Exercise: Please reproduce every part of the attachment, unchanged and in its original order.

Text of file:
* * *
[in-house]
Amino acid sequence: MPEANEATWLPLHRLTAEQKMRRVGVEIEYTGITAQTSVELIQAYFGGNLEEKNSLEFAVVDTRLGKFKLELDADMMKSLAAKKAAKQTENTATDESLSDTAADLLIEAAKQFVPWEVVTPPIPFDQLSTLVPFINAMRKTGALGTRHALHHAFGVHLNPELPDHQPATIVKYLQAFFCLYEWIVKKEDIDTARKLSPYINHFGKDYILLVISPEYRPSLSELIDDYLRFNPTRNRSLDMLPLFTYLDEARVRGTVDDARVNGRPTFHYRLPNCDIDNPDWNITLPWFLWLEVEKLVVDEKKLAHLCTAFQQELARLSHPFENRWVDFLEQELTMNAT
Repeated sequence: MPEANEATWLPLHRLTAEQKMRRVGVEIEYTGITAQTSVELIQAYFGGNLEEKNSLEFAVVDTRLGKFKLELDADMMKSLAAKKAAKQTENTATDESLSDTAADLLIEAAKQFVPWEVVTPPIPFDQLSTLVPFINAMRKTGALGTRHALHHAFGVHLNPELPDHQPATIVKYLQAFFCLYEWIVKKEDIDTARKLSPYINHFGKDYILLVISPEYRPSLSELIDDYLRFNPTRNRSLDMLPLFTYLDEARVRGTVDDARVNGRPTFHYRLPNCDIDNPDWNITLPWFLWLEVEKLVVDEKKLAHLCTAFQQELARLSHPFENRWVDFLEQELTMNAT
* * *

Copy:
[in-house]
Amino acid sequence: MPEANEATWLPLHRLTAEQKMRRVGVEIEYTGITAQTSVELIQAYFGGNLEEKNSLEFAVVDTRLGKFKLELDADMMKSLAAKKAAKQTENTATDESLSDTAADLLIEAAKQFVPWEVVTPPIPFDQLSTLVPFINAMRKTGALGTRHALHHAFGVHLNPELPDHQPATIVKYLQAFFCLYEWIVKKEDIDTARKLSPYINHFGKDYILLVISPEYRPSLSELIDDYLRFNPTRNRSLDMLPLFTYLDEARVRGTVDDARVNGRPTFHYRLPNCDIDNPDWNITLPWFLWLEVEKLVVDEKKLAHLCTAFQQELARLSHPFENRWVDFLEQELTMNAT
Repeated sequence: MPEANEATWLPLHRLTAEQKMRRVGVEIEYTGITAQTSVELIQAYFGGNLEEKNSLEFAVVDTRLGKFKLELDADMMKSLAAKKAAKQTENTATDESLSDTAADLLIEAAKQFVPWEVVTPPIPFDQLSTLVPFINAMRKTGALGTRHALHHAFGVHLNPELPDHQPATIVKYLQAFFCLYEWIVKKEDIDTARKLSPYINHFGKDYILLVISPEYRPSLSELIDDYLRFNPTRNRSLDMLPLFTYLDEARVRGTVDDARVNGRPTFHYRLPNCDIDNPDWNITLPWFLWLEVEKLVVDEKKLAHLCTAFQQELARLSHPFENRWVDFLEQELTMNAT